The biggest change involves having QA as a part of the agile development team, and not a separate team. Since we’re part of the team, we’re able to assist in continuous testing, instead of doing it all at the end of a sprint.
Also, when we’re on the team from start to finish, we have the chance to affect the delivery of the product much more. Why is that? In an agile team, roles aren’t as clearly defined. You may be able to write your own story by stepping in as a testing coach or automation SME.
As QA, you have an understanding of good testing practices. Help the team by sharing your experience. Consider how a feature would be easier to test. Perhaps look for ways to make the design more testable.
From a day-to-day standpoint, involve yourself in stand-ups, retros, and demos. Stay on top of the work the team is doing so you’re aware of dependencies between stories and what additional testing will be necessary.
When the team focuses on delivering working software faster to the customer, you’ll have the opportunity to provide flexible support to your teammates.
Focus on the Customer
With Agile, you will continually focus on the customer. And you’ll need to learn a lot about how the customer uses the product. Then you can combine that with the knowledge of the working system to define tests and scenarios that might not be apparent from the outside.
Additionally, keep in mind application design. Understanding your product’s design can help identify interesting edge cases that should be considered.
Understanding the customer can also help with a blind spot the engineers might miss. What are actions that the customer might try to meet their needs? Are we overlooking something from their perspective? The more everyone on the team focuses on the customer, the more perspectives you’ll have. And that will help you uncover assumptions that might leave a gaping quality hole in your end product.
Automate Your Test Suite
Since agile testing is done in parallel to development, automation becomes critical. Without it, you’ll find yourself retesting the same functionality repeatedly and falling behind quickly.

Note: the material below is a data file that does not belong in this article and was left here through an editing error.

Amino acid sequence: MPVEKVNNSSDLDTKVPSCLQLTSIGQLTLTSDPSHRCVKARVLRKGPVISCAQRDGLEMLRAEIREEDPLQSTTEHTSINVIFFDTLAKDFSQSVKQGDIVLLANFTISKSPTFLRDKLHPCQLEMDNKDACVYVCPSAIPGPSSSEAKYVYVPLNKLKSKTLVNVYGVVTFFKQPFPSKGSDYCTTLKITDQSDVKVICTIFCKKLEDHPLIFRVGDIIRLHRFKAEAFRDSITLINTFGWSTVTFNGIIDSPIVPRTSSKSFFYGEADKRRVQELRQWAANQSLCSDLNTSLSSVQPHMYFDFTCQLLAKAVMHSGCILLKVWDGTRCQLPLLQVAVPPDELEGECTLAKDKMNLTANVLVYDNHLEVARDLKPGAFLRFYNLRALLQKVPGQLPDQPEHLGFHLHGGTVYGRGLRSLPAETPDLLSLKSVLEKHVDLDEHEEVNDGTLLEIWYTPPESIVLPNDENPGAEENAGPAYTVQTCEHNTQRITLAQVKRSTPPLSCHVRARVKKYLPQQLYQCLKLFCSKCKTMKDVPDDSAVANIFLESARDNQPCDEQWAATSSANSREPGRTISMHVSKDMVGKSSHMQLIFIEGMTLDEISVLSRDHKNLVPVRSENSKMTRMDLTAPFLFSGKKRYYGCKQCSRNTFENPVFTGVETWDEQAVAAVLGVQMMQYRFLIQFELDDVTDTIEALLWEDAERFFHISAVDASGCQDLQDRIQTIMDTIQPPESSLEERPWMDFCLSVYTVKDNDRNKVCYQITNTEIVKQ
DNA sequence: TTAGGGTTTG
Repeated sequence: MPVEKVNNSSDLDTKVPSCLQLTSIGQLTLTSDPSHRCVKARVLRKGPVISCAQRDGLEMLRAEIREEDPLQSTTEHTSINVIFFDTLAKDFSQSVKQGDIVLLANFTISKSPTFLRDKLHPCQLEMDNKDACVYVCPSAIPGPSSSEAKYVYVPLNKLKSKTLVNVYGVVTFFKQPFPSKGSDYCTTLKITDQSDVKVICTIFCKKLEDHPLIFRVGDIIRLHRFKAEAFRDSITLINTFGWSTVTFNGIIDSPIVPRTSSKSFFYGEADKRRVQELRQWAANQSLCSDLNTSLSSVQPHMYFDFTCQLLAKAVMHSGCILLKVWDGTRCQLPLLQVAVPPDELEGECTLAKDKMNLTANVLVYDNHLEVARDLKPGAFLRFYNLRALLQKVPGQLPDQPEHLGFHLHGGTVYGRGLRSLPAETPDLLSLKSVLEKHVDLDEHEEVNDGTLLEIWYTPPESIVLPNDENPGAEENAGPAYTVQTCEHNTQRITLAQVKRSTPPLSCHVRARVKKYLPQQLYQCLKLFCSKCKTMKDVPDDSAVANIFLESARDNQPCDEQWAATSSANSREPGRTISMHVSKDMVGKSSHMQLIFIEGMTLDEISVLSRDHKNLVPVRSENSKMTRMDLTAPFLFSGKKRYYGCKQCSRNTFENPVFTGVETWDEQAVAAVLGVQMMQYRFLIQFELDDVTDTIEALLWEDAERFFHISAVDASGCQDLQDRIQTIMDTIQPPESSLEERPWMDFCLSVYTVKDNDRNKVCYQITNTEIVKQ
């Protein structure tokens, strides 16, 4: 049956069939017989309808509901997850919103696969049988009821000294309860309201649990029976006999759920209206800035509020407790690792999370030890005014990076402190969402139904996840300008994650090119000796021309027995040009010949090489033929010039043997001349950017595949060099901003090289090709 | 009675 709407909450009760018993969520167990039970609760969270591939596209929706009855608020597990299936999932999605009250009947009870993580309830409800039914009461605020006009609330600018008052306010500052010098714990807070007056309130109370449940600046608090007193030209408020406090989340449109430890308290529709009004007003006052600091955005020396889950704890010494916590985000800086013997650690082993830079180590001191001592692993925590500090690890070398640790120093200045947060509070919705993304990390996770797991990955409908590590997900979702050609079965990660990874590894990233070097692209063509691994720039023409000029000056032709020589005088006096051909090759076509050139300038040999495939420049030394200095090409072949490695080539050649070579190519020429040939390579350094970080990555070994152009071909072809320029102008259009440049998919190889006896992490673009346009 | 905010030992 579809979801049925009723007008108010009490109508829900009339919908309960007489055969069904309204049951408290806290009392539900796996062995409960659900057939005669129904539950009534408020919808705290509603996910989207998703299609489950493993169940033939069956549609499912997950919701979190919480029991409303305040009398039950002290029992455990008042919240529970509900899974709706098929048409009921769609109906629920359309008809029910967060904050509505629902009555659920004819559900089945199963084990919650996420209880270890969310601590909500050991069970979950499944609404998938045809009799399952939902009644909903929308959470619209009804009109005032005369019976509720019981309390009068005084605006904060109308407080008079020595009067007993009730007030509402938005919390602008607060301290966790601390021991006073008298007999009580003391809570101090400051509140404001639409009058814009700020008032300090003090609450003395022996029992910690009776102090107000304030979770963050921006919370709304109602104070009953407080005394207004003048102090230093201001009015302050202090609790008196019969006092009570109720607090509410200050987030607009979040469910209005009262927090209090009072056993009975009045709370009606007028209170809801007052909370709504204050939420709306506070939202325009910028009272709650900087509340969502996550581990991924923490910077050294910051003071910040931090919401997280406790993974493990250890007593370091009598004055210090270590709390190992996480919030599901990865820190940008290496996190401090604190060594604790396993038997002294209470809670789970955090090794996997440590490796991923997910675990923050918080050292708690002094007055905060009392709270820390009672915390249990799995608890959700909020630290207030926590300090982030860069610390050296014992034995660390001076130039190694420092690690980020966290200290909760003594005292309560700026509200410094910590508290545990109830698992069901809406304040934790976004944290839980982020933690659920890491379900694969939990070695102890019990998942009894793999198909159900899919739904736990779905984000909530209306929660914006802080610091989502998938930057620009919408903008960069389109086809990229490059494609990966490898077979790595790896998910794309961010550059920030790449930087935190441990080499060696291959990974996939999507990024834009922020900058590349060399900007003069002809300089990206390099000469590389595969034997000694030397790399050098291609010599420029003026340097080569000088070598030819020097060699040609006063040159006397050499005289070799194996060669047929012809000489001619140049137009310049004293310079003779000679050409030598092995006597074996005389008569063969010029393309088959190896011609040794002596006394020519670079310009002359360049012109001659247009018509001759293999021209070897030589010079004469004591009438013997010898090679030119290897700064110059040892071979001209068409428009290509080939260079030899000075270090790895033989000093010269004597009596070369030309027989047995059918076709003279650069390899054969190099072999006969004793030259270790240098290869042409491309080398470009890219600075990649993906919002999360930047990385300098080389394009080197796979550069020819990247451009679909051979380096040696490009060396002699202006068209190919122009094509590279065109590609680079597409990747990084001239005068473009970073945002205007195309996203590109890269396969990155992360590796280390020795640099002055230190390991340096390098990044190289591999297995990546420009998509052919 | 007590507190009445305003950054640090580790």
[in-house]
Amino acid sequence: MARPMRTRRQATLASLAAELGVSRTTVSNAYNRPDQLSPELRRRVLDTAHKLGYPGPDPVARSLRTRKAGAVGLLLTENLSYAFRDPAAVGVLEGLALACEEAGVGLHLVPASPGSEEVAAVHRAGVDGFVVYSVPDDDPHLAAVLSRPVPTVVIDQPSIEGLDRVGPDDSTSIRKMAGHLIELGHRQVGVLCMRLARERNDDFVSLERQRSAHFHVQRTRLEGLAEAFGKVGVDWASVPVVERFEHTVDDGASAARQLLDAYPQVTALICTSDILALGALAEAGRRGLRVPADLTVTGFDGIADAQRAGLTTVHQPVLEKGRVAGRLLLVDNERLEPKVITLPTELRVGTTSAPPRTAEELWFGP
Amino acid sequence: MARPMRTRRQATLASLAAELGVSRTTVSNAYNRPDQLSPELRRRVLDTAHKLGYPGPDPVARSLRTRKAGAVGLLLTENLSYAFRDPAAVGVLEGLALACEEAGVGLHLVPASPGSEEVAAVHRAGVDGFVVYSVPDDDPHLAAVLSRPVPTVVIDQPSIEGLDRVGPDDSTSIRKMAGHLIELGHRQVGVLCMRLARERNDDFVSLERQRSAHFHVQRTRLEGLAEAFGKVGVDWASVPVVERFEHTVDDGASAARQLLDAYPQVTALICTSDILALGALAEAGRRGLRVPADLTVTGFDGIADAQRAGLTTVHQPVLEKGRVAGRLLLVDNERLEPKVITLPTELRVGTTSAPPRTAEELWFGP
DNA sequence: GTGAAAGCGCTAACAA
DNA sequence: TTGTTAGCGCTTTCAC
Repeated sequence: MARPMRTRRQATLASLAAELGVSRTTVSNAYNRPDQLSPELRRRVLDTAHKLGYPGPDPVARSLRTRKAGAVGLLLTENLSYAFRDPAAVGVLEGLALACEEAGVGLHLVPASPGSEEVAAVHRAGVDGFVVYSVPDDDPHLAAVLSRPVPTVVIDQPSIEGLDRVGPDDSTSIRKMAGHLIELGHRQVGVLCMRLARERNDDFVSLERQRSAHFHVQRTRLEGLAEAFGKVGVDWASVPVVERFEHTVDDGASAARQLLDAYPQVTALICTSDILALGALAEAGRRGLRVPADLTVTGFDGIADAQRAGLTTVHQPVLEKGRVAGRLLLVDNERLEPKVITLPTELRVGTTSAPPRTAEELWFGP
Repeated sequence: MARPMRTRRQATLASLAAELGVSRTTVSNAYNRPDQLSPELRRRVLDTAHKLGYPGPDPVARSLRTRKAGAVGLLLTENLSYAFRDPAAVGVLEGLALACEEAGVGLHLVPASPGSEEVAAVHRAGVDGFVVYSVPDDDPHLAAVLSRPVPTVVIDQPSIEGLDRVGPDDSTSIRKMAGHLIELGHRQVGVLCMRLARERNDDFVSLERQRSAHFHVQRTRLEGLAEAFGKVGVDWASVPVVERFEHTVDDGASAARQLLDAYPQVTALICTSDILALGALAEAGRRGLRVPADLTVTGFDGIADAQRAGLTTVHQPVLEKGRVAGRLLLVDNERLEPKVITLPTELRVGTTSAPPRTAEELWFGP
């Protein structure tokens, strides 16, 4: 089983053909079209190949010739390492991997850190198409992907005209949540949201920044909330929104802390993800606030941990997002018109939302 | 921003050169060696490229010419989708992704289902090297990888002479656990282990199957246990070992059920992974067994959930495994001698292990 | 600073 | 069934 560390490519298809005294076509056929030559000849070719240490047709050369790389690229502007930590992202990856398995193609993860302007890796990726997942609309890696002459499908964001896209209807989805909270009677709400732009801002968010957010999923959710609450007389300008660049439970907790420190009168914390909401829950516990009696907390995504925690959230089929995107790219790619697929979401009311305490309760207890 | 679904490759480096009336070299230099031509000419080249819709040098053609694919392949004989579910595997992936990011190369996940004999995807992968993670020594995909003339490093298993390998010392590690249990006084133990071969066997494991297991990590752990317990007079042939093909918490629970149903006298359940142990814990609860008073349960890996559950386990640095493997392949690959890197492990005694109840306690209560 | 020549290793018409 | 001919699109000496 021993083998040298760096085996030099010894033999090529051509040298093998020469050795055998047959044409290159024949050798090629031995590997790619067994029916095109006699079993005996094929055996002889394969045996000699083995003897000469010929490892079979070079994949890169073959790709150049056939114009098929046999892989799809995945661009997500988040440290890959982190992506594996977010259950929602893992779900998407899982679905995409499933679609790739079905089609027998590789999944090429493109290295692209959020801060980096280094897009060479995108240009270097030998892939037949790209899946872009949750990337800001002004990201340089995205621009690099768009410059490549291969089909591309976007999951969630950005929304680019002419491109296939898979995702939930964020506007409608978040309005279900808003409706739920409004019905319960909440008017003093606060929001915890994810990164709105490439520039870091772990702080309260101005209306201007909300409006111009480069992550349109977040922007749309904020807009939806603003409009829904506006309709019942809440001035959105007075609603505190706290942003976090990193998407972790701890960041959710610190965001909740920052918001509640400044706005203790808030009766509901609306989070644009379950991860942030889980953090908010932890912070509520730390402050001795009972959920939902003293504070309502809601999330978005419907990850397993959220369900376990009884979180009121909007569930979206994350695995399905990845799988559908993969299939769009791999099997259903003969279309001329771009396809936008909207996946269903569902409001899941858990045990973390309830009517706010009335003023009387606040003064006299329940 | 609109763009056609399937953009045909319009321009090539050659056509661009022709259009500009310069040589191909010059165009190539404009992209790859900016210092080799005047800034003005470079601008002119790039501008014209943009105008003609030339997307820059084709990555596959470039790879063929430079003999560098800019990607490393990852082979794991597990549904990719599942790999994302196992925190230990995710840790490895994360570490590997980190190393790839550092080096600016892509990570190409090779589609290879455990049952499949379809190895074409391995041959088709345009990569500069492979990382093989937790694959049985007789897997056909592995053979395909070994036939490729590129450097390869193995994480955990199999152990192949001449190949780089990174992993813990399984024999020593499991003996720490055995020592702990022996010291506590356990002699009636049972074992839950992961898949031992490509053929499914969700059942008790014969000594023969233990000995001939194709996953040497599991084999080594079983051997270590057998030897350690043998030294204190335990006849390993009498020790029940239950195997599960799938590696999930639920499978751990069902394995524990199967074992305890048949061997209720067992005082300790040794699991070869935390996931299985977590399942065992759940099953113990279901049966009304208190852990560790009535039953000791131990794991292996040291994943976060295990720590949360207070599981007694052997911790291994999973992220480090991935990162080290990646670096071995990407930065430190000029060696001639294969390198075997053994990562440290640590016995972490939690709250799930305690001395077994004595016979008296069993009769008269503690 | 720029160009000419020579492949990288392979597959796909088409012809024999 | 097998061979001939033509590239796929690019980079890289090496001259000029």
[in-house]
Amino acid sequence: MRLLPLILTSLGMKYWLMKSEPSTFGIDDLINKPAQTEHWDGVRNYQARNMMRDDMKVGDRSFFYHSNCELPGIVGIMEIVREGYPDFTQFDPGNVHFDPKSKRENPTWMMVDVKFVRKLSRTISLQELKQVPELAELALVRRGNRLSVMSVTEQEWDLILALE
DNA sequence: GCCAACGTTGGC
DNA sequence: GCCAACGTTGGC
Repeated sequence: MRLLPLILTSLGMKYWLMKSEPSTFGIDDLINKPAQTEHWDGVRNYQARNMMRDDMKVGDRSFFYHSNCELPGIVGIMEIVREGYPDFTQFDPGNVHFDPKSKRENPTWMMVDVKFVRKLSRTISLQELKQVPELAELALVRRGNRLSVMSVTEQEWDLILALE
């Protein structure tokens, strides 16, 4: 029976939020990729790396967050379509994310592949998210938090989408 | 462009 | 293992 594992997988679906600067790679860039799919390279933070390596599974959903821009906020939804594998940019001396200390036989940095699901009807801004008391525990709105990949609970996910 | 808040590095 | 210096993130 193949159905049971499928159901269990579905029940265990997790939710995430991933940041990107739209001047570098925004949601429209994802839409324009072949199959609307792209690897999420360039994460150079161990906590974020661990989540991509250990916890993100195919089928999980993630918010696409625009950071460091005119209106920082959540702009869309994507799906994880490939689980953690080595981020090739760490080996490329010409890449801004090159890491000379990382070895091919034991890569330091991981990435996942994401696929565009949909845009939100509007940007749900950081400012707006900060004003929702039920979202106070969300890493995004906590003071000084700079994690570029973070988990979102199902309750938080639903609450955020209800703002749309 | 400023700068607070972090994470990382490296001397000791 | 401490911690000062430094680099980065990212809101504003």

Your developers should write unit and integration tests. However, they don’t always cover all the scenarios or haven’t build up those skills yet. Additionally, they test knowing the internals of the system, using white-box testing methods.
This is where you come in as a QA professional. You’ll be able to test from the outside as if the application were a black box. With developers and QA both tackling automated testing in agile, you’ll get both black-box and white-box testing.
Additionally, with automated testing, you will create tests that engineers can use as well. These tests can be included in the development pipeline and automatically execute with no manual intervention.
Now, you may think that you’ll need to learn to code to automate all these tests. Learning to code—or at least learning some light scripting—definitely has its benefits. But also take advantage of tools like Testim to easily put together automated functional tests for your product. With Testim, you’ll have the option to create tests both automatically and using code. So you can learn the coding side of it over time as you need.
These automated tests can be based on the acceptance criteria in developer stories. Create tests that ensure that your product works correctly. And look for where there may be gaps in understanding, and therefore a need for additional tests.
Test Manually for the Right Reasons
Exploratory testing can identify gaps in automated tests. This shouldn’t involve mindlessly going through the same manual processes over and over.
Instead, this time is for asking those “what if?” questions.
What if the order gets canceled after the shipping paperwork gets printed? What if I lose my internet connection while sending the payment?
Put time into exploratory testing to give your team more confidence that they didn’t miss a critical bug or loss of functionality.
Though quality is the whole team’s job, you should be driving continuous improvement of testing practices. Work to become an expert on agile testing methodologies and strategies. Help the devs create integration tests that aren’t flaky but ensure that the system is working. Help build maintainable and healthy test suites.
In an agile team, everyone is responsible for quality. And this can be your time to shine by sharing your expertise with the team. Work with your team to build quality into the development process. As I mentioned earlier, the goal no longer involves just finding bugs and defects, but preventing them during the development cycle.
But that’s a big change. And with agile, we want to find ways to break that problem down and work towards the final goal iteratively. You need to see the benefits quickly and refine from there.
So how do we get started?
As a first step, start using Testim today for free, and see where the automation can take you. As you improve efficiency and build up an automated test suite, you can iterate, improve, and build onto your fast early wins.
This post was written by Sylvia Fronczak. Sylvia is a software developer that has worked in various industries with various software methodologies. She’s currently focused on design practices that the whole team can own, understand, and evolve over time.